Scottish National Dictionary (1700–)

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CAPTION, Capshun, Capshin, Captie, n. [′kɑpʃən]

1. A warrant for the arrest of a debtor on account of the non-payment of a debt. A term in Sc. law. Sc. 1818 Scott H. Midlothian iv.:
[He] had nae mair ado but to get awa wi' his guard up this West Bow as fast as if there had been a caption after him.
Inv. 1728 Letter-Bk. Bailie J. Steuart (ed. W. Mackay 1915) 290:
I herewt. give you the trouble of the Inclosed caption agst. James Glass.
Lnk. 1722 Minutes J.P.s Lnk. (S.H.S. 1931) 210–211:
William Forrest did injuriously cause apprehend me, by vertue of a caption upon the same decreet.

Comb.: captie-hornins, letters of amercement. Corruption of phr. below. Abd. 1826 D. Anderson Poems 29:
Ye wou'dna fash your thumb, I ken, Letters an' summonses to sen', An' captie-hornins unto ane Like me.

2. “The act of taking a person who is to be arrested” (Sc. 1887 Jam.6). Dmf. 1742 Records Conv. Burghs (1915) 97:
By caption and incarseration until actual payment of his said bond.

Phr.: horning and caption. See Horning.

3. fig. “The obtaining of any thing that is valuable or serviceable; a lucky acquisition” (Abd. 1825 Jam.2; also Mry.1 1925; Bnff.2, Abd.19 1938). Abd.6 1910:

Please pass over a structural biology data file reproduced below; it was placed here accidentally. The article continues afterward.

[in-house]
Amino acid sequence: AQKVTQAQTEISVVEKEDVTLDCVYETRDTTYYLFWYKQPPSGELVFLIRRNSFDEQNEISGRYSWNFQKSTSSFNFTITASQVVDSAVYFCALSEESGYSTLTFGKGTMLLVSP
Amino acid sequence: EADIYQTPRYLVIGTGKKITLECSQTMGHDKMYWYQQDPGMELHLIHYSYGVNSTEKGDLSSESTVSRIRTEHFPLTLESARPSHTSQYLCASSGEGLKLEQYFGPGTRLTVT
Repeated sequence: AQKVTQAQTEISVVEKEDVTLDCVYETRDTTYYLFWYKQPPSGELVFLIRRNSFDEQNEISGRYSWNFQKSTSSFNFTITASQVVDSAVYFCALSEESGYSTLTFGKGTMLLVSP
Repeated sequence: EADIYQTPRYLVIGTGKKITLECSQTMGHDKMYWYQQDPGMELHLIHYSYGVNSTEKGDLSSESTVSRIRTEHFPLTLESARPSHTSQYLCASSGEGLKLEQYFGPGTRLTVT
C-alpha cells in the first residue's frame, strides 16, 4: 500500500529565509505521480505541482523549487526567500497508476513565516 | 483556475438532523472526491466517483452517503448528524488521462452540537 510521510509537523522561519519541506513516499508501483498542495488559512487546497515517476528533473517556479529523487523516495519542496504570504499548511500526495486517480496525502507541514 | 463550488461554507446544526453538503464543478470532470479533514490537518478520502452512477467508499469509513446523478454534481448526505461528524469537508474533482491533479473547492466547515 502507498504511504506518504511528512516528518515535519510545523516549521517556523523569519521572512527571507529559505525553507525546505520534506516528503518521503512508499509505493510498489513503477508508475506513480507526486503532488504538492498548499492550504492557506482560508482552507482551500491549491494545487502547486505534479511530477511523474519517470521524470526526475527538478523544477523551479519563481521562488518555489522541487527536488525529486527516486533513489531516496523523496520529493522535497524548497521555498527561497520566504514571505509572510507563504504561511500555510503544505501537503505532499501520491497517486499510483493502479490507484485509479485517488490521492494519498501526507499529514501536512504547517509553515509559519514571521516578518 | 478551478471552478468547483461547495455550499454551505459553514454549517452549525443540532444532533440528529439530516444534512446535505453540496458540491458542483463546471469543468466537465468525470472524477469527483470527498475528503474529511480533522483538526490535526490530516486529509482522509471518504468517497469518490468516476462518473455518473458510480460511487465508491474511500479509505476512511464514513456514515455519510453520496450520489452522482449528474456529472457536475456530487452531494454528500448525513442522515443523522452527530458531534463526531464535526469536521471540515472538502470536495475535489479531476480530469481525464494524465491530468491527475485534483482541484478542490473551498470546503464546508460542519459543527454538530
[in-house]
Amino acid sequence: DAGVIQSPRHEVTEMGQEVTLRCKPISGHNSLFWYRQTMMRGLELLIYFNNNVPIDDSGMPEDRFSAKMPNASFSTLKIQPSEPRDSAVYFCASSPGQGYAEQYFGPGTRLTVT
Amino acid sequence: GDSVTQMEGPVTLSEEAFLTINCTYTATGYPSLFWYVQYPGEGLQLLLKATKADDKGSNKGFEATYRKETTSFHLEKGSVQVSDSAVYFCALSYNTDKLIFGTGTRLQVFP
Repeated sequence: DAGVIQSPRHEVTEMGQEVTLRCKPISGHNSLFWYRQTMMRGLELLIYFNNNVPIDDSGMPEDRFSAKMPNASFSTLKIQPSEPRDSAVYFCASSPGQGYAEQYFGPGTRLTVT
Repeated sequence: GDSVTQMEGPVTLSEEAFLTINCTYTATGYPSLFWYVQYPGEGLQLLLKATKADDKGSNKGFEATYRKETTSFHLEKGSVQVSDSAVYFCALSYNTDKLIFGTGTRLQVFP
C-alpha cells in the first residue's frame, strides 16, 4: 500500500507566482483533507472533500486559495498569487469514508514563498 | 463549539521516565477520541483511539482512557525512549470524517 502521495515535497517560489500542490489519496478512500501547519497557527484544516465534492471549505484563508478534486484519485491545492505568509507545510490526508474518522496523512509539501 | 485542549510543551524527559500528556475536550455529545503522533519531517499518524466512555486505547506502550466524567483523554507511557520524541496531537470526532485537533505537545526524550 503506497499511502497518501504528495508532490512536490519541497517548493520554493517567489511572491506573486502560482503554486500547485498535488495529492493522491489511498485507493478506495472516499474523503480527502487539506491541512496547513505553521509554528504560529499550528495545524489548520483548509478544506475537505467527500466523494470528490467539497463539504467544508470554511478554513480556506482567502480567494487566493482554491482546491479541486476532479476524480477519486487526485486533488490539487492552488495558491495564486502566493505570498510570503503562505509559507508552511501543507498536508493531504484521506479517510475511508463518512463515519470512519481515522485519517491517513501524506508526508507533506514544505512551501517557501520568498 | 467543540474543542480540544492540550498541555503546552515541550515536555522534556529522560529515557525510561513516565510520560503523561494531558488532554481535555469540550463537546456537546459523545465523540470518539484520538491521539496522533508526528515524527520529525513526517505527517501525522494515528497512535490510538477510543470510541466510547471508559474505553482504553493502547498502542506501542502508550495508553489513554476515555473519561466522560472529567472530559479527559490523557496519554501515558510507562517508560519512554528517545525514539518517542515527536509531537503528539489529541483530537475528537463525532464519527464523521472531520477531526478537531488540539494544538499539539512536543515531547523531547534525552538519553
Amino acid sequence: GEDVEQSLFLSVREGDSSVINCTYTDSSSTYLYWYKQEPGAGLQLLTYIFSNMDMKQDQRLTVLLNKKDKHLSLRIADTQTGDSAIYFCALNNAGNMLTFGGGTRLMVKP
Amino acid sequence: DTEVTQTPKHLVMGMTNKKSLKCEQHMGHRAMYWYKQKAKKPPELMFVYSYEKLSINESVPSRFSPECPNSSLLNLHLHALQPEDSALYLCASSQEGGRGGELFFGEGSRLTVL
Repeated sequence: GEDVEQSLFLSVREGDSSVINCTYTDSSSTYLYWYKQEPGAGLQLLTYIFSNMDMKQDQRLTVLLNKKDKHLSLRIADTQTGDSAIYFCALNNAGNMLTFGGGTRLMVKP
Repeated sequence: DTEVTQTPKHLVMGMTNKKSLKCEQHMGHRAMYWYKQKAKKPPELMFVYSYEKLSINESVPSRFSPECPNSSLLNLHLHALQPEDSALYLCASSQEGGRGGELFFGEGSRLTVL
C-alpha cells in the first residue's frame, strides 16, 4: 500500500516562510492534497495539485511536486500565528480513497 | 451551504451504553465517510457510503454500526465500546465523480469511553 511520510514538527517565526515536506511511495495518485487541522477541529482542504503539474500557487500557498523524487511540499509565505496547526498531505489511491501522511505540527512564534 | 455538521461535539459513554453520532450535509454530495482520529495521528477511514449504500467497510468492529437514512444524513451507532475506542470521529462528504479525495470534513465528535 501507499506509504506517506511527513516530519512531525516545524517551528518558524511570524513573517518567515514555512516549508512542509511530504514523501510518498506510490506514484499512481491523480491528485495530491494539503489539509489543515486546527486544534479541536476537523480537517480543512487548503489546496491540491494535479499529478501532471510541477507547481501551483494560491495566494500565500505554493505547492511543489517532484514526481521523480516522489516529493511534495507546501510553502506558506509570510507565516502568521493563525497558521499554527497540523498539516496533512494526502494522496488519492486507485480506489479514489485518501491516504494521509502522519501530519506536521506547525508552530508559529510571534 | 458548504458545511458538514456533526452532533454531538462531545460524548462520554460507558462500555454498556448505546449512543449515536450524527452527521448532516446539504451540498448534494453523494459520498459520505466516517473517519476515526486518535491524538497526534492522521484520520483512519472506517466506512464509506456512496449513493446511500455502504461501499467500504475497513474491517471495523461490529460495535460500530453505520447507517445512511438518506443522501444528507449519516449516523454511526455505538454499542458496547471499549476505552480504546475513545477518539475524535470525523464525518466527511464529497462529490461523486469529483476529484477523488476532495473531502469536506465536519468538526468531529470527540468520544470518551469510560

When one got a gift, or an obligement, which they were particularly in want of, they said “It was a gey capshun to get it.”
Abd.1 1929:
The new car will be a richt capshin for him.
Abd.9 1938:
Hillie's gotten Mains's maiden at last; bit fegs, she's nae great caption.

[O.Sc. captioun, caption, legal arrest or apprehension, 1522; a warrant for arrest (D.O.S.T.); Mid.Eng. capcioun, from Lat. caption-em. Captie is a reduced form.]

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"Caption n.". Dictionary of the Scots Language. 2004. Scottish Language Dictionaries Ltd. Accessed 22 Sep 2020 <>



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